WORDS BY HOLLY MARGERRISON
A place that seamlessly blends the ancient and the modern, Seoul is the city that never stops changing. The South Korean metropolis is a destination built on contrasts — think urban aesthetics alongside green spaces; career-driven youths brushing shoulders with those who have lived there their entire lives; eccentric buildings housing contemporary events.
It’s no surprise, then, that Seoul’s fashion is driven by the dynamic buzz of its inhabitants. Initially spearheaded by K-pop groups, heritage brands from Balenciaga to Gucci were the names on everyone’s lips. Meanwhile, homegrown talents including Gentle Monster and AMBUSH developed innovative strategies to carve a new identity. From services that were led by artificial intelligence, robots and the internet, South Korea rethinks traditional retail and propels itself into a fast-paced future.
Now a cultural zeitgeist of its own accord, Seoul is gaining momentum within fashion, music and beauty spheres. Typified by a clean, polished style, Seoulites come from a city that embraces the unknown — making them experts at adapting their clothing, bags and shoes to the environment they find themselves in.
From the city that never settles, Ines Kim talks us through their favorite designer brands right now, how Seoul shapes their style and how their personal experience as both a doctor and digital creator reflects the city’s recurring juxtapositions.
Ines Kim (a.k.a. Chilli) (@chilli_k) (They)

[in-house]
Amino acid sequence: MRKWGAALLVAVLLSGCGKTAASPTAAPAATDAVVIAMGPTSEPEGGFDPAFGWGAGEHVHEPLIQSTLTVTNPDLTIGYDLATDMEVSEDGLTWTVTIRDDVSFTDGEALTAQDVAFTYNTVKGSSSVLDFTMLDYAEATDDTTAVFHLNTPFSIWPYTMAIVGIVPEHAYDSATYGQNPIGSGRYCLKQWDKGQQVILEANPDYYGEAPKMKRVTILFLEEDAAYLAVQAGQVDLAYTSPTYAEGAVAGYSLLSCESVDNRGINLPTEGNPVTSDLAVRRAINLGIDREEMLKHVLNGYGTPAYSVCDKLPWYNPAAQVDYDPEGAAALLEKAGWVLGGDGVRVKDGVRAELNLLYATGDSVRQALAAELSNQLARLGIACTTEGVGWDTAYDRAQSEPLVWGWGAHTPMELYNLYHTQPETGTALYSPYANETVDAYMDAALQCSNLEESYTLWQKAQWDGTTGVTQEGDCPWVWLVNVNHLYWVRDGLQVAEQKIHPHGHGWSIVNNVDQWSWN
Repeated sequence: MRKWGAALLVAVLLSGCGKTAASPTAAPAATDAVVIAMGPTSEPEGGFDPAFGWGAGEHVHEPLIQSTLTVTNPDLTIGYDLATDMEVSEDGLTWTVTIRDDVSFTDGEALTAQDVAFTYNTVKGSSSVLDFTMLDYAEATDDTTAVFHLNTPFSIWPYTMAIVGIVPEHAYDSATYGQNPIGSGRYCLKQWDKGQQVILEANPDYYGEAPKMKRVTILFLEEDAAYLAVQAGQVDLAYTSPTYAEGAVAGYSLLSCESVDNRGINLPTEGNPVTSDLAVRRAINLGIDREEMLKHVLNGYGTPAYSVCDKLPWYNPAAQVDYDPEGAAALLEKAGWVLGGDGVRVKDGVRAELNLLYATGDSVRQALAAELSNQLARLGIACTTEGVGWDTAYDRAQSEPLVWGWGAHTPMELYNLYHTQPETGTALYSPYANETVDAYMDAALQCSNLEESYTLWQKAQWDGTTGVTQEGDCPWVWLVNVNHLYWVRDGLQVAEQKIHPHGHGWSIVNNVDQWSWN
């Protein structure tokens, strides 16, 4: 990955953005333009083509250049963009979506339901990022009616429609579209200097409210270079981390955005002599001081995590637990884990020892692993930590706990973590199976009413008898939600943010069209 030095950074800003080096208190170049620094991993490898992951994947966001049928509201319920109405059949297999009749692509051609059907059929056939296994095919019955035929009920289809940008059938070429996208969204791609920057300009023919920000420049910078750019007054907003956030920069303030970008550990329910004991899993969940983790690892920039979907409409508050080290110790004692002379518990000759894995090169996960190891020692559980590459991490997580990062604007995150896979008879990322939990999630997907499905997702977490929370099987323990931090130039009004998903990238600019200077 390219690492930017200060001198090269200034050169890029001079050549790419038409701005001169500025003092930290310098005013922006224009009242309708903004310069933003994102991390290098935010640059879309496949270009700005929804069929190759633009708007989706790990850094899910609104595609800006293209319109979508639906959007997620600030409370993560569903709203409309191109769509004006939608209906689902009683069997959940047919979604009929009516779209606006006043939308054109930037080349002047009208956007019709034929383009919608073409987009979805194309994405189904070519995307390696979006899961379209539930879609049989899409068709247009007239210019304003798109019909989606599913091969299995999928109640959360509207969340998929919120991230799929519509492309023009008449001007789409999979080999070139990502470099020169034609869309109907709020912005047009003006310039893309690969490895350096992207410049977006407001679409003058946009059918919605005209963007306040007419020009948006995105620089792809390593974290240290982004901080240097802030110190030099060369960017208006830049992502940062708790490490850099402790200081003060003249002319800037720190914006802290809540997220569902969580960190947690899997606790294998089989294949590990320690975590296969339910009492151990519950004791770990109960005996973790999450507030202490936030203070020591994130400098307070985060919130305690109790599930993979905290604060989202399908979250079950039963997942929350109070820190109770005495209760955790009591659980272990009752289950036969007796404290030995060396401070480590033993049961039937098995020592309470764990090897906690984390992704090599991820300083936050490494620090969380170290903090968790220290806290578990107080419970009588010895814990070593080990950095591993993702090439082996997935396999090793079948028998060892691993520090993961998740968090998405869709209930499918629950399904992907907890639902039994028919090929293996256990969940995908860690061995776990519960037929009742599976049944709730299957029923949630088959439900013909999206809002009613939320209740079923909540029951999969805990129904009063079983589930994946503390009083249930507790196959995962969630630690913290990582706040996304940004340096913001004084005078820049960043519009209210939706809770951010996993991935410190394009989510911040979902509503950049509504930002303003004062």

Please tell us why you chose the FARFETCH piece you are wearing. What do you like about this brand?
I’m wearing a brown suit from LOW CLASSIC, an iconic Seoul-based label. Every season, the brand shows refined looks with simple yet classic designs, elegant silhouettes and witty details. I think this tailored suit displays simplicity in tone and the heavy material embodies the Seoul woman’s quintessential style.
How would you describe the fashion style of your city? How has the city influenced your style?
Most Seoulites are agile and smart. They’re quick to grasp and follow trends, and the same applies for fashion and beauty. You can easily see what’s trending by looking at the fashion of Seoulites. As much as they appreciate beautiful things, they’re also meticulous. Whether they wear street brands or designer brands (regardless of their style), they take good care of clothing. Also, they fully comprehend manners, attitudes, and TPOs (wearing clothes based on Time, Place, and Occasion).
Although there are some negative stereotypes that Koreans care too much about how others see them, I find this attitude rather fascinating as it means they always try to understand the situation and place when choosing a look/style in order to enjoy the atmosphere in an appropriate manner.
What do you love most about living in Seoul?
Seoul is a dense city that reflects the history over time, and Seoulites are used to crossing the boundaries of time. They consume the most up-to-date natural wines and music within an outdated commercial building where the hand-picked lights and chairs from designer brands harmonize. They remember the fierce history while taking a walk through the quiet historic places like Jongmyo Shrine and old palaces.